Additionally, there are ways for you to end your obligation to pay spousal maintenance. The most common method would be to file a motion to terminate the spousal maintenance if your former spouse begins to move in with a romantic partner. Cohabitating with someone that you are in a romantic relationship with is grounds to terminate spousal maintenance in Texas. However, this is not the case when it comes to contractual alimony. Rather, you would need to insert language into your final decree of divorce making this the case so that it would apply to you in your circumstances. The last thing you would want to do is being a position where you end up having to pay contractual alimony during a period where your former spouse is living with their boyfriend or girlfriend. In this way, your former spouse may be able to take advantage of three streams of income.

Final thoughts on spousal support

Spousal support does exist in Texas- both during the divorce and after the case has ended. However, the circumstances that you find yourself in, the size of your community estate and your spouse’s ability to pay spousal maintenance or contractual alimony will all factor into the discussion of whether and how much support you may be able to receive. When the stakes are high for you and your family, it is recommended that you enlist the assistance and experience of an attorney from the Law Office of Bryan Fagan to help you achieve your goals in a Texas divorce.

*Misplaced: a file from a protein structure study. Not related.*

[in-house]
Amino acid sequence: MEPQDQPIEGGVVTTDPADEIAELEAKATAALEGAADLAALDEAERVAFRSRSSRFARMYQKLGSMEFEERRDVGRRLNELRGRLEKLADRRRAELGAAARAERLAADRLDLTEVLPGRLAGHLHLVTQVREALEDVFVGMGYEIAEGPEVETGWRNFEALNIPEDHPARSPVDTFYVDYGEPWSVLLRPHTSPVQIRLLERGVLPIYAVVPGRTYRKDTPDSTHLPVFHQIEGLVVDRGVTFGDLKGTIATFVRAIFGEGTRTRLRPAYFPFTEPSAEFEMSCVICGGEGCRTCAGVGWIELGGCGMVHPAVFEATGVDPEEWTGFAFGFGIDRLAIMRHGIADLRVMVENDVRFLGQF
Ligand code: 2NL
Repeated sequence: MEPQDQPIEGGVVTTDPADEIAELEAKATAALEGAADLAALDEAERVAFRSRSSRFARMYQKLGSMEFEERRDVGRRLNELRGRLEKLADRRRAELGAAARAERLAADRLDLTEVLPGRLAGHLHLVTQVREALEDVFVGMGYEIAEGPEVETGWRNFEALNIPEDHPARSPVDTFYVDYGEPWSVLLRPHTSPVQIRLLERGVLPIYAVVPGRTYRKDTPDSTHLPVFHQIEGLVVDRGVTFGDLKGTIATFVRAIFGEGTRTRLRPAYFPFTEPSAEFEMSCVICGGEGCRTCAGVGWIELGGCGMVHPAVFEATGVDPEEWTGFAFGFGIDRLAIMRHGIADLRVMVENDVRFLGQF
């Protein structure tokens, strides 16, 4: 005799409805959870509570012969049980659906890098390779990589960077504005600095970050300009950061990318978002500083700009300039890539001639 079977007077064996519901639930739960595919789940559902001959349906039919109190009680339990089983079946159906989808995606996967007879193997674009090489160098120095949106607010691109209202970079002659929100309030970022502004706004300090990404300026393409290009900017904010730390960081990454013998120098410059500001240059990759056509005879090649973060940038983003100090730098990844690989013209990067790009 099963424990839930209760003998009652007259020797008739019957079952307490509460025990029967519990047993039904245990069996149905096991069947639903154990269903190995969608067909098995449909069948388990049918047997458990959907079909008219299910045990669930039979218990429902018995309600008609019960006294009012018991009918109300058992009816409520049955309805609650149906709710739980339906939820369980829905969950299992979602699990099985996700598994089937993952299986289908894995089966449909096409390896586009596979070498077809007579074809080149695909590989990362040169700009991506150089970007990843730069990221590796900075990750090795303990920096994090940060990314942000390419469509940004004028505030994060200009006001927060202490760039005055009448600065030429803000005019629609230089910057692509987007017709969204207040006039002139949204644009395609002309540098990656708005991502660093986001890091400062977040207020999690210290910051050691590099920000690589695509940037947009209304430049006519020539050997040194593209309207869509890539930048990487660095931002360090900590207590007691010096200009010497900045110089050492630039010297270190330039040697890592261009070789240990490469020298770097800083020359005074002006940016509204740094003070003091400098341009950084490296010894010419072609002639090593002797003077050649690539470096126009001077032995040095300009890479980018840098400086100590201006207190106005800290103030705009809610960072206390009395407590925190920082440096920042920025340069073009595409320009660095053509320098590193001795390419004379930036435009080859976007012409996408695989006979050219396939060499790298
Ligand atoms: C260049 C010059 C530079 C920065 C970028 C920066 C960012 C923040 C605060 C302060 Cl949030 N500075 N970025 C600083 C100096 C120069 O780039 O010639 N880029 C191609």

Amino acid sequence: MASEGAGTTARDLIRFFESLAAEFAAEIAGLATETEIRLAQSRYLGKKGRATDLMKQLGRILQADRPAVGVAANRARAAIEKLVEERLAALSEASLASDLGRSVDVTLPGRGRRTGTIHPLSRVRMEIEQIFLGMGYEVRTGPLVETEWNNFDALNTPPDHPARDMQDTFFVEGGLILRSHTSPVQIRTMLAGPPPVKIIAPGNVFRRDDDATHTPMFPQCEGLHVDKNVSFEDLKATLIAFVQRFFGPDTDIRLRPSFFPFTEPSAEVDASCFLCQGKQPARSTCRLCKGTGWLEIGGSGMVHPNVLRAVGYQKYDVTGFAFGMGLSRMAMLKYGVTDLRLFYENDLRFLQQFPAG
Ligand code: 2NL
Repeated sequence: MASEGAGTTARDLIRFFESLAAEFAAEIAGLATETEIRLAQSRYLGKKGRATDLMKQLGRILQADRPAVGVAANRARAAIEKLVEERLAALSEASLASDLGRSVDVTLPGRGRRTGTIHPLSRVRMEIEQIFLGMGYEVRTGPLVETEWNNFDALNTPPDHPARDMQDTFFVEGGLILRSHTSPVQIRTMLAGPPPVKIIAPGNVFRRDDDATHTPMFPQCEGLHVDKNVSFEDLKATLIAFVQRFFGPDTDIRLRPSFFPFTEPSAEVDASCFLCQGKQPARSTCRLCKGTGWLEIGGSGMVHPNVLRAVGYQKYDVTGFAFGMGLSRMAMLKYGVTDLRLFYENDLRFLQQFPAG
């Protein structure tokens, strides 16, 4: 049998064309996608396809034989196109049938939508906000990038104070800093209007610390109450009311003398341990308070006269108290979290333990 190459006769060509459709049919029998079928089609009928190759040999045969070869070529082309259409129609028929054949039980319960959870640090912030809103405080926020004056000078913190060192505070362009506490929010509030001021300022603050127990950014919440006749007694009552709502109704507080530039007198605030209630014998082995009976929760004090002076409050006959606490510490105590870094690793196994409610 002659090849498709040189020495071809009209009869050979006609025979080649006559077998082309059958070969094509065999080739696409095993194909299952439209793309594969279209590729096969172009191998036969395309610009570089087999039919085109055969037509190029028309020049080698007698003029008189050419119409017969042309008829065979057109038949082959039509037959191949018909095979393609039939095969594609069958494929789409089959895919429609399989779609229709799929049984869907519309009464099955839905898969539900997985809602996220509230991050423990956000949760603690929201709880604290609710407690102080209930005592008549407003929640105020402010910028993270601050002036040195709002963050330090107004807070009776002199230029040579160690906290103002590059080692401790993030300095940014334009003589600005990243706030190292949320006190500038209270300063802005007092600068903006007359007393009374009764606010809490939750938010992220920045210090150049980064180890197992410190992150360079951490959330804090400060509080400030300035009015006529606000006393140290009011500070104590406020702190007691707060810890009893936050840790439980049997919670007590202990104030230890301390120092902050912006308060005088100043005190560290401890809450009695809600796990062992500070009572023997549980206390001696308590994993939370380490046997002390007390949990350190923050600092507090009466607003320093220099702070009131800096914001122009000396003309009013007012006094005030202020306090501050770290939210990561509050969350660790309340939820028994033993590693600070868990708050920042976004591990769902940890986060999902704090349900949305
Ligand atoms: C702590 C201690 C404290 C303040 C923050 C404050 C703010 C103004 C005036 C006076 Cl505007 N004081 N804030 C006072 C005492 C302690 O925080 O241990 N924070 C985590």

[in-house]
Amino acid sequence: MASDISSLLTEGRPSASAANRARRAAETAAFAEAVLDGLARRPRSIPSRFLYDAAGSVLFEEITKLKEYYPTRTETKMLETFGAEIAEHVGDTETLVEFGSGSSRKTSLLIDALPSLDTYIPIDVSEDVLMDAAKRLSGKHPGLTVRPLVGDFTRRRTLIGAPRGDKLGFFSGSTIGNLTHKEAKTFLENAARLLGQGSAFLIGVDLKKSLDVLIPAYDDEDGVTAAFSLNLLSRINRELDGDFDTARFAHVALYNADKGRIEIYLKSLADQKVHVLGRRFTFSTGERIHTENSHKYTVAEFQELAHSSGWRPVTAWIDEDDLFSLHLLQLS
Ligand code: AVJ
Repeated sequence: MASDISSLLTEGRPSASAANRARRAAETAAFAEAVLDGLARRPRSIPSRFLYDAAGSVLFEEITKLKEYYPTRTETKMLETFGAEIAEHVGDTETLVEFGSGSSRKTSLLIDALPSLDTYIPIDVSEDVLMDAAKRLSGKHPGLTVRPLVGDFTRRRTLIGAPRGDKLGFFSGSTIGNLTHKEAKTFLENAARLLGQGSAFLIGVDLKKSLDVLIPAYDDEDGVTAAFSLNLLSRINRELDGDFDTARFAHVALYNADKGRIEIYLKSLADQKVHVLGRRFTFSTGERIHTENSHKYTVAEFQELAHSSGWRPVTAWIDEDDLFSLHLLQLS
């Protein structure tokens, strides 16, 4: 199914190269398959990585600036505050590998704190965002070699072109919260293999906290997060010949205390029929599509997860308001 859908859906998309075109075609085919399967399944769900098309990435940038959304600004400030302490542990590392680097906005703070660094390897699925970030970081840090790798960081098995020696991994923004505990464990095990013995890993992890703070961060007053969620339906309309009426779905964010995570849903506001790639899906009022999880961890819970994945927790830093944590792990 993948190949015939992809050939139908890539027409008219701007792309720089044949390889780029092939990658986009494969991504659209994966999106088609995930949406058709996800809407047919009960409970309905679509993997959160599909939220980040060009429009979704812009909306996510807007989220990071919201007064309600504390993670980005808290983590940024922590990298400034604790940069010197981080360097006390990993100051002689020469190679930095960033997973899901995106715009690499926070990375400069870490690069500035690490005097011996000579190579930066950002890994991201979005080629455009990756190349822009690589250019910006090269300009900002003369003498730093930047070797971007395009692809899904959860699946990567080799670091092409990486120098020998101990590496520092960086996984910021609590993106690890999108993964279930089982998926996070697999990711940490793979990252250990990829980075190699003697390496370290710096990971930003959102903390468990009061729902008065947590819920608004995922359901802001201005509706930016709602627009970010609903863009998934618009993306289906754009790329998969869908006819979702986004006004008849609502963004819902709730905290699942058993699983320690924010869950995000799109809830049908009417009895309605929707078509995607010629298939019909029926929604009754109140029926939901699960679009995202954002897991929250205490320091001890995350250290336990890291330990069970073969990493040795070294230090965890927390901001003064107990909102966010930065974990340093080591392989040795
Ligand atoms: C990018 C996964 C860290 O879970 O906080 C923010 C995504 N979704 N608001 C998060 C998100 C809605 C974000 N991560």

Questions about the material contained in today’s blog post? Contact the Law Office of Bryan Fagan

If you have any questions about the material contained in today’s blog post, please do not hesitate to contact the Law Office of Bryan Fagan. Our licensed family law attorneys offer free of charge consultations six days a week in person, over the phone, and via video. These consultations are a great opportunity for you to learn more about the world of Texas family law as well as about how your family’s circumstances may be impacted by the filing of adivorce or child custody case.

Categories: Family Law